In this project, the scientists are to develop a prototype of a measuring instrument that can carry out measurements at the production line without direct contact with the food product.

Smarter sensors for higher food quality

Varying raw material quality is a major challenge for food producers. Smarter measuring instruments will improve control and lead to less waste.

Contact person
Portrettbilde av Jens Petter Wold
Jens Petter Wold

Senior Scientist
Phone: +47 959 79 749
jens.petter.wold@nofima.no

The goal of the new innovation project SmartSensor is to develop measuring instruments that can be used for the on-line measurement of food products. The technology used by the instrument is based on near-infrared light, and thus it is known as an “NIR instrument”. The instrument is to be able to measure quality parameters that currently used instruments cannot measure.

“We are concentrating on three different areas of application: the measurement of fat in whole salmon, the measurement of dry matter in whole potatoes, and the measurement of core temperature in heat-treated products such as sausages. The principal challenge is the high speed at which the measurement must be made, and the depth into the product at which it must be taken,” says Jens Petter Wold, Senior Scientist at Nofima and scientific project manager of the SmartSensor project.

Making deep measurements rapidly

The scientists are to develop a prototype of a measuring instrument that can carry out measurements at the production line without direct contact with the food product. In order to be able to map the core temperature in heat-treated products, the dry matter content in whole potatoes and the fat content of whole salmon, is it necessary that the instrument can measure deep inside the products. And if the instrument is to be used at the production line, it must be able to carry out the analyses extremely rapidly.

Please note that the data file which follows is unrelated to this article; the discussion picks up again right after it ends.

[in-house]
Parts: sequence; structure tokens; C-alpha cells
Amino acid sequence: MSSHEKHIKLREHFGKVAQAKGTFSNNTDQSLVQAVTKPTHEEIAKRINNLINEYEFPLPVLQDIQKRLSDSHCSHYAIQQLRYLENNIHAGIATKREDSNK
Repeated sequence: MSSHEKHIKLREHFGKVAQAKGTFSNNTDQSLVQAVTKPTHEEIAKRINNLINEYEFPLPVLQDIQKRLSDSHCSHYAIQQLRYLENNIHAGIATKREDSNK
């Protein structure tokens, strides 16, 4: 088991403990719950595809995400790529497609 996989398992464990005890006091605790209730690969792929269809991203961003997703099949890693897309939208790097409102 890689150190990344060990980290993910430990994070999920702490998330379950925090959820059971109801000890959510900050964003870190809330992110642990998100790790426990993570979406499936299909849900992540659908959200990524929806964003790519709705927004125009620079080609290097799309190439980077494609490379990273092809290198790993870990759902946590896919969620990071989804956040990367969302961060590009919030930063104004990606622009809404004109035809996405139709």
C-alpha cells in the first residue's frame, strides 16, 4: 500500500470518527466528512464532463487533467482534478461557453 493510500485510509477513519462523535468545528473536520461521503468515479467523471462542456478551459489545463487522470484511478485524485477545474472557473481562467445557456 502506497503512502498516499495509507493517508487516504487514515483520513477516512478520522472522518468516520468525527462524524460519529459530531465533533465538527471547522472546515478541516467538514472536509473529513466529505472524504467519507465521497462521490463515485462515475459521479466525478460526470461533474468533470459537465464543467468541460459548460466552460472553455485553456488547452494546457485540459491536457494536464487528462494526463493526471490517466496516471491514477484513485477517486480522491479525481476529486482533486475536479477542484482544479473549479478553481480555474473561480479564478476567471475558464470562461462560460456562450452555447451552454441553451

This means that the NIR instrument must comprise a powerful light source and sensors. The latter must respond rapidly and at the same time manage to measure deep inside the product. Rapid algorithms that can continuously analyse the results are also crucial. These properties can only be developed by scientists with solid knowledge of the chemical composition of the products, and expertise in the calibration and use of optical instruments.

The greatest challenge in the use of NIR light will be to obtain sufficiently reliable optical signals from the interior of the samples, since the light must be able to penetrate the outer layers of skin or shell.

– Online measurement of the core temperature of products will open new possibilities to optimise processing on our production lines. Nortura has previously collaborated closely with Tomra and contributed to the development of online equipment for the measurement of fat content in meat, so this project will be exciting and we have high expectations, says Per Berg, head of R&D in Nortura.

Better sorting gives higher value creation

The ability to measure the core temperature of heat-treated products directly while they are being transported along a production line will enable food producers to check that the temperature is sufficiently high to guarantee food safety. It will also make it possible to regulate the heat-treatment process to ensure that the core temperature is optimal, relative to the final quality.

Scientists at Nofima have worked in several projects to discover the best methods of measuring the dry matter content of potatoes. They have concluded that an NIR instrument can provide completely new possibilities that ensure that each individual raw potato is used precisely for its most suitable end use.

Raw materials and process optimisation  

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